Cornstarch-Based Material Heals Scratches When Heated

Uwe Bellhäuser

Scientists at the Leibniz Institute for New Materials in Germany, alongside their colleagues from the Saarland University, have developed a “Nanomer” lacquer that has the ability to heal itself.

The scientists turned to cornstarch, out of all things, to create the lacquer, but they had good reason to. The substance has the ability to create cyclodextrins which, in turn, thread on a chain of polymer molecules. Then, cyclodextrins move along that chain but do not fall off thanks to what are called ‘stopper’ molecules.

These cyclodextrin chains with polymer molecules are then cross-linked one to the other creating a flexible, elastic polymer network that, when heated, allows the cyclodextrins to slide down the chains and fill any gaps that would result from scratches.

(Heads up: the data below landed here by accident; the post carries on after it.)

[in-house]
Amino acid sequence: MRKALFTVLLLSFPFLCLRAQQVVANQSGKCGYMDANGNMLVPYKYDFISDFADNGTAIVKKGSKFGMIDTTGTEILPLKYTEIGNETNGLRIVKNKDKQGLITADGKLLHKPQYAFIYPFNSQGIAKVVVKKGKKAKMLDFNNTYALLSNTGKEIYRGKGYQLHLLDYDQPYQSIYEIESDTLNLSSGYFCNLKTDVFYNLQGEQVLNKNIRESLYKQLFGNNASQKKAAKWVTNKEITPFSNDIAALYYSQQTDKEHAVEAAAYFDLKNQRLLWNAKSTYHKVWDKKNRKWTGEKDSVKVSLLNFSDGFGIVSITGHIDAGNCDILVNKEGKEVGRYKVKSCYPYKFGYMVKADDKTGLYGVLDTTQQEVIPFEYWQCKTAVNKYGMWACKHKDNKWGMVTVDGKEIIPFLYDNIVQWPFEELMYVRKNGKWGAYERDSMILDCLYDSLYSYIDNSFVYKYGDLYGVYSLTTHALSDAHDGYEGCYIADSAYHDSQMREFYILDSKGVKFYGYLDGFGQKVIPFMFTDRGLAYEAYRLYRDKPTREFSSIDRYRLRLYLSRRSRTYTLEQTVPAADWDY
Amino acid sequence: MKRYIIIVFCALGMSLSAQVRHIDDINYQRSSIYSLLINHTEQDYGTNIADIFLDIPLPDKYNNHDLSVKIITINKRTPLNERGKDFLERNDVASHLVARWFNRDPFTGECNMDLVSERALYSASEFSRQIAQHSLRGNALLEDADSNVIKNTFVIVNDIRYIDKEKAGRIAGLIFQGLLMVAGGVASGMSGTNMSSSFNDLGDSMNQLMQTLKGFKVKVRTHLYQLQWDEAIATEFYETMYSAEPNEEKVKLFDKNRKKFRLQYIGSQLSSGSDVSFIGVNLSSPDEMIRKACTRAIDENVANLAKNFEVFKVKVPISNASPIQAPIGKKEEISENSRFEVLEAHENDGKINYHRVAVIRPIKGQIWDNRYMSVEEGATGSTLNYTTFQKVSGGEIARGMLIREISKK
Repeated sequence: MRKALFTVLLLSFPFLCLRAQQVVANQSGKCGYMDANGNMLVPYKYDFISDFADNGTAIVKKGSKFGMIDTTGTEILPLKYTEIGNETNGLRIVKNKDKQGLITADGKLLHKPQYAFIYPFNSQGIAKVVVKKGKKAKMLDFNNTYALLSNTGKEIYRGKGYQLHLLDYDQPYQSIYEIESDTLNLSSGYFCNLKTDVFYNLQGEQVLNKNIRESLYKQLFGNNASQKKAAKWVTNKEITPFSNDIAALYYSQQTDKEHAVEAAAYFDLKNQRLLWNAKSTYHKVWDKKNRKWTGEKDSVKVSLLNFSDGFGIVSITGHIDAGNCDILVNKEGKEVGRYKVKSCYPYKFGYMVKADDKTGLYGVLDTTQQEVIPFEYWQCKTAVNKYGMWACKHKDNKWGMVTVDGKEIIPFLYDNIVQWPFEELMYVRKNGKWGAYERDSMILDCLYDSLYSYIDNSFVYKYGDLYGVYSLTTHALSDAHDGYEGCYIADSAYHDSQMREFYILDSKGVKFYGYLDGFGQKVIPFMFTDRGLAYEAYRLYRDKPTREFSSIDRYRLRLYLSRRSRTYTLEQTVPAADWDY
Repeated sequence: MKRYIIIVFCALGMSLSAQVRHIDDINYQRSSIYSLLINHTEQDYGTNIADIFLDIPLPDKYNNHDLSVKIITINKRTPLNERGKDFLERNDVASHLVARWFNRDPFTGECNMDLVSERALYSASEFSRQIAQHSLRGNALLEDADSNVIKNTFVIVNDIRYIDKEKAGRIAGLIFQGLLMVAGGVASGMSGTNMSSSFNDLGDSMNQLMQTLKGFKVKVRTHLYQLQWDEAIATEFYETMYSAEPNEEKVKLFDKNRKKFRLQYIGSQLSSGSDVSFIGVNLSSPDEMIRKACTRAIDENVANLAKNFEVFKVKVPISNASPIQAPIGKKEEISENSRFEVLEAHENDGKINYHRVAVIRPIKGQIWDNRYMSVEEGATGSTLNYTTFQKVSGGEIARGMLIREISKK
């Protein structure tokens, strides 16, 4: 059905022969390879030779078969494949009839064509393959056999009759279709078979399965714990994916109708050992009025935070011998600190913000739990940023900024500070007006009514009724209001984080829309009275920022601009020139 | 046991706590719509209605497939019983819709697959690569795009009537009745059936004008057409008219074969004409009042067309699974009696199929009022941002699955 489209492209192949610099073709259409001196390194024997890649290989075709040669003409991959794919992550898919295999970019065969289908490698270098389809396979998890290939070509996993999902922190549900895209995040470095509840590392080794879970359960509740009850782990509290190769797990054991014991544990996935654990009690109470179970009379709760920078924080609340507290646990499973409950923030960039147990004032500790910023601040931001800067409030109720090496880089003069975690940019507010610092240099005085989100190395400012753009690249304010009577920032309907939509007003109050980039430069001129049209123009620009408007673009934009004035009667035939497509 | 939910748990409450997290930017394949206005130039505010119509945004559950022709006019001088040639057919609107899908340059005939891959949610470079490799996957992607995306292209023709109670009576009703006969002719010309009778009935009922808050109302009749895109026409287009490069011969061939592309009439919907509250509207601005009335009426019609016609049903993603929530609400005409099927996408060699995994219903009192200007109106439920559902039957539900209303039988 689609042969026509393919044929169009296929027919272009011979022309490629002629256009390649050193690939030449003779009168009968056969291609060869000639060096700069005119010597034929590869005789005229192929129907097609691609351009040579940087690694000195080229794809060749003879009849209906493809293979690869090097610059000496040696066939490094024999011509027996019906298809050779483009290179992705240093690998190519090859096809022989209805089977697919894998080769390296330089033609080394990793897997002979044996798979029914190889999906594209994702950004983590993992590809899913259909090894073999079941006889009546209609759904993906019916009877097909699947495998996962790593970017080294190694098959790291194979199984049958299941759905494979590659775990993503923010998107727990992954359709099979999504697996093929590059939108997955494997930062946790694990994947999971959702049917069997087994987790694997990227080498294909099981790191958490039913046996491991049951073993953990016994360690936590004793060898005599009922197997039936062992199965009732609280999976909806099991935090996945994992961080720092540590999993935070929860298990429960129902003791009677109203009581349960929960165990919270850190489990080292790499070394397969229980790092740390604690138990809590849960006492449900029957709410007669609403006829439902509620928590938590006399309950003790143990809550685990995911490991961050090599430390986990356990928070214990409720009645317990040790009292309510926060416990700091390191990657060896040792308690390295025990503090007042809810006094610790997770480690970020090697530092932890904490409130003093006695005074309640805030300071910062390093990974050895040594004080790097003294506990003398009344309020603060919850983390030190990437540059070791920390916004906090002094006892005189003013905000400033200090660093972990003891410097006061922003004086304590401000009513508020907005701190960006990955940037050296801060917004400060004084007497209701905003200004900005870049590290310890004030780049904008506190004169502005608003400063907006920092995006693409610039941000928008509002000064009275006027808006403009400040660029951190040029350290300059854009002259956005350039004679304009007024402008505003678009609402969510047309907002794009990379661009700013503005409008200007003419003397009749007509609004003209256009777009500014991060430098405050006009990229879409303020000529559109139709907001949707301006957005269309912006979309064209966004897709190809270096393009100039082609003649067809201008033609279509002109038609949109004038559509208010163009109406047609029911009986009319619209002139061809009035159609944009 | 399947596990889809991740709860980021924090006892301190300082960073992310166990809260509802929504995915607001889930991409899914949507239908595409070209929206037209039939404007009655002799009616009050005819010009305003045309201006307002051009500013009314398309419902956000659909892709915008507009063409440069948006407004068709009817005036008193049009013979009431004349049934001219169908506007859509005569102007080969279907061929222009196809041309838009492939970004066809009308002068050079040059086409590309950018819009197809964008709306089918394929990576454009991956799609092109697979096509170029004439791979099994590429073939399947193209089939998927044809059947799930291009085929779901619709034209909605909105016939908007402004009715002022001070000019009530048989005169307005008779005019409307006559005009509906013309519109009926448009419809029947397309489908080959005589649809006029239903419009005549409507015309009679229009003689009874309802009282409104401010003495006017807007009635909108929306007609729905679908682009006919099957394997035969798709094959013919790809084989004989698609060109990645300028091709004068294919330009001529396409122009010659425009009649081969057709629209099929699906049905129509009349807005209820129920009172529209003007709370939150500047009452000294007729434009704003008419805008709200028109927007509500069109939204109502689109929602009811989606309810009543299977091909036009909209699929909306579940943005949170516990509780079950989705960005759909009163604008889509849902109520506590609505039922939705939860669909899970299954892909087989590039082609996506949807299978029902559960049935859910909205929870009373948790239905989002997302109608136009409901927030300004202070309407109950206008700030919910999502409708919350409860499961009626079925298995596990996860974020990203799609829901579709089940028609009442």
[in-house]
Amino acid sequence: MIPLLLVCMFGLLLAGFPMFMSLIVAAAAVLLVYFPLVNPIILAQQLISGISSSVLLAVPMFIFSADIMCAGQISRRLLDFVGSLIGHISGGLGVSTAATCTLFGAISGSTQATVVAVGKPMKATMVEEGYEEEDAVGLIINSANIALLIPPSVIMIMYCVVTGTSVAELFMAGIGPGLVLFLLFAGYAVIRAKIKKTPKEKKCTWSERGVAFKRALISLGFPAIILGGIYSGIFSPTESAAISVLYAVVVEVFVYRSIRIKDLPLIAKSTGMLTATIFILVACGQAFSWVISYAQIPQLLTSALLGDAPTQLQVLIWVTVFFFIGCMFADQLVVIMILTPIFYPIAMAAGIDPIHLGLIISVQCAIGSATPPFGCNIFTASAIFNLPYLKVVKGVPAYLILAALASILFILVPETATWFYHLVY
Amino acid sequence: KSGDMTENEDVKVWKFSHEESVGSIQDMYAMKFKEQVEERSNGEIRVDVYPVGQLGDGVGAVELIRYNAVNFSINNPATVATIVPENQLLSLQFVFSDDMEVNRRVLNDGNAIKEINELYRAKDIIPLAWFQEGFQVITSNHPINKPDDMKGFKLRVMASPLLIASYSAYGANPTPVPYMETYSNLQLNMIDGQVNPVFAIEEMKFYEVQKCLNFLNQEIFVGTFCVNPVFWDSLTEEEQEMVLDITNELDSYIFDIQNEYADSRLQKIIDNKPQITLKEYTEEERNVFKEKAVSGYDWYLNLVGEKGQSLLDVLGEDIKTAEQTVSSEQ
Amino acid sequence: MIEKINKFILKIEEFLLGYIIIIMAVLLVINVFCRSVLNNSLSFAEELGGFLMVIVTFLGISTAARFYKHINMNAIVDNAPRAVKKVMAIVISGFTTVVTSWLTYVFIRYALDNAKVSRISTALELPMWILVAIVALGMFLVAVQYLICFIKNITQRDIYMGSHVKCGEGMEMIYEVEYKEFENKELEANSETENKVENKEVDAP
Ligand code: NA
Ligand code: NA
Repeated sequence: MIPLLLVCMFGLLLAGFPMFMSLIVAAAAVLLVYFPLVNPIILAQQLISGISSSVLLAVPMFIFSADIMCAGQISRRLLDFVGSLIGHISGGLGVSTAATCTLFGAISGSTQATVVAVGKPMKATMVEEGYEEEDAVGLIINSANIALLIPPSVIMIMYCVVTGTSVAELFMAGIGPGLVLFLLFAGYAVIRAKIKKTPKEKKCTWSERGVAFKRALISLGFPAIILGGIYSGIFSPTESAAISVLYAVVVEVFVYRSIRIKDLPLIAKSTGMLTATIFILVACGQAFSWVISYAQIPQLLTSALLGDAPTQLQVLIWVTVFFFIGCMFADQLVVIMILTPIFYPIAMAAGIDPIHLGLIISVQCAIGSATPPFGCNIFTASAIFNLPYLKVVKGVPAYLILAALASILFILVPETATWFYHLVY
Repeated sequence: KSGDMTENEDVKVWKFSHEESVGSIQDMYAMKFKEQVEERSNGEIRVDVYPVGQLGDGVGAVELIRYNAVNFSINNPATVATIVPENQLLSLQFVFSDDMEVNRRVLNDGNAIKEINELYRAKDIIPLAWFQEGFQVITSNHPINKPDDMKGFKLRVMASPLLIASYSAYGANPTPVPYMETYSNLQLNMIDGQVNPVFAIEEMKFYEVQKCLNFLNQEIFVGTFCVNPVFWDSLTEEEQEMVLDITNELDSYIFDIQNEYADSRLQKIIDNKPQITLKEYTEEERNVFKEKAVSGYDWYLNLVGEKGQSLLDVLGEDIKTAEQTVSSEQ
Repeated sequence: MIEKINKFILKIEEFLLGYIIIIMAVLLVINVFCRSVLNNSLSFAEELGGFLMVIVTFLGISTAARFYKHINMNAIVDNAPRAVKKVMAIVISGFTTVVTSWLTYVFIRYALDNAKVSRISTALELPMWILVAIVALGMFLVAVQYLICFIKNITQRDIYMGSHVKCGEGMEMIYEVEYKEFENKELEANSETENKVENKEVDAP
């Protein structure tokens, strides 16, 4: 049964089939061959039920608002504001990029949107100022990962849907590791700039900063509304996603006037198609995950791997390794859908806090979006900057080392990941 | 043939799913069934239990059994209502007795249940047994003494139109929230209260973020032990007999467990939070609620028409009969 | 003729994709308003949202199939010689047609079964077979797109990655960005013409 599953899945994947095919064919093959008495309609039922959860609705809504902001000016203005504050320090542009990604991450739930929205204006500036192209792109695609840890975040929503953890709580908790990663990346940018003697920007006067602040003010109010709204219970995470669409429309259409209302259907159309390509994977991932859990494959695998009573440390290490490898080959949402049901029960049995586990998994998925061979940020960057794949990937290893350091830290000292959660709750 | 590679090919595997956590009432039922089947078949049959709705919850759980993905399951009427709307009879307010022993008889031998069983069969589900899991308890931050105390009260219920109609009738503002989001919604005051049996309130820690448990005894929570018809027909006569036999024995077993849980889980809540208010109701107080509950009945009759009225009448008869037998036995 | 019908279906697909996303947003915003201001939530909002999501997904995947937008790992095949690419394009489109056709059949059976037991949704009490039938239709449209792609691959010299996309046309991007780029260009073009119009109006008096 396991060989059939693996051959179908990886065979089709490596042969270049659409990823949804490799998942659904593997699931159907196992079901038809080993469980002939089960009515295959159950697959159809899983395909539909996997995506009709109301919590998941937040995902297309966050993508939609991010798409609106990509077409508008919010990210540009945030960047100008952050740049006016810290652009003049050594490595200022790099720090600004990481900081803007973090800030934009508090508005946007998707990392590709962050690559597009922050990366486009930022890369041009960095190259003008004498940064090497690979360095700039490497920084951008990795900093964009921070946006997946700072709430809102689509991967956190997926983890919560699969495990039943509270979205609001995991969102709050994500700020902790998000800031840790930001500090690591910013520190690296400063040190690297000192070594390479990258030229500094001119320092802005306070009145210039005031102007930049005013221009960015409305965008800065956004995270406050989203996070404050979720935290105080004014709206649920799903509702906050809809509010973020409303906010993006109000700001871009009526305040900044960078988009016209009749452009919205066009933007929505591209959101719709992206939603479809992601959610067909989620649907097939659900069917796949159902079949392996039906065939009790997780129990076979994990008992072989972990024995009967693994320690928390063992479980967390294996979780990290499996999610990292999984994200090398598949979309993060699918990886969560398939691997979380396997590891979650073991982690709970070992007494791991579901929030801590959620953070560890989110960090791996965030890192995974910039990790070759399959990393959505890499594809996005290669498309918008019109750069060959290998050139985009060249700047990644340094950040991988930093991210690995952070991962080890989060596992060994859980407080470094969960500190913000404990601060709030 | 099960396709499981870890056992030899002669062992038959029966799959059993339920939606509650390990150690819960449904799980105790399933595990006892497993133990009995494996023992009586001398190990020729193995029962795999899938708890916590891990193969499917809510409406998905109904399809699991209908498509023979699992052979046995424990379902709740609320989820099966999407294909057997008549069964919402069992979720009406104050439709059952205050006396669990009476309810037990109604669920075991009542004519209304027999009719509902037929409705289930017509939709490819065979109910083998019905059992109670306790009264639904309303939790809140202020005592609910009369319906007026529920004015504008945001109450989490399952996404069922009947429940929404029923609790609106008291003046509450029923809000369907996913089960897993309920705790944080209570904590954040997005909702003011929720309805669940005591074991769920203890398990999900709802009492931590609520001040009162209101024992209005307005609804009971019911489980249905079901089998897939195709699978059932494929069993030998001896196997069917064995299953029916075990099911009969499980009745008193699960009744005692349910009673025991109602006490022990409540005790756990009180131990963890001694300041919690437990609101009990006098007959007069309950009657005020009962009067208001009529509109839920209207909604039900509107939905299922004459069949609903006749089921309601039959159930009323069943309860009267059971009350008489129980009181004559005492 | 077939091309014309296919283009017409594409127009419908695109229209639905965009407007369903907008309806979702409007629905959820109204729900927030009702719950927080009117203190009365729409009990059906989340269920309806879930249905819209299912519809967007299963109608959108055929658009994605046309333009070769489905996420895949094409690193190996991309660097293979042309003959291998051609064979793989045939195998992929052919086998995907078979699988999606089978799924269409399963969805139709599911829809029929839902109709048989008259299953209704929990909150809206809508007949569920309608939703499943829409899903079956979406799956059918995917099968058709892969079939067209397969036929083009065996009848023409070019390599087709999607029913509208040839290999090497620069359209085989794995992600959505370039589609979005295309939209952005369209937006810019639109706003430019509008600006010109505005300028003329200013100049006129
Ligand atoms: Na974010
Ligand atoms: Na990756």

Simple, right?

It initially took the scientists a few hours to heal the scratches but, after adding inorganic nanoparticles into the mix (among other ingredients), they managed to shorten that time to only one minute at a steady temperature of 100ºC (212 ºF).

For now, the researchers are working on a way to scale up production, since they have only managed to create small amount of the lacquer in their laboratory but hopefully we’ll see this material hitting the shelves soon enough.

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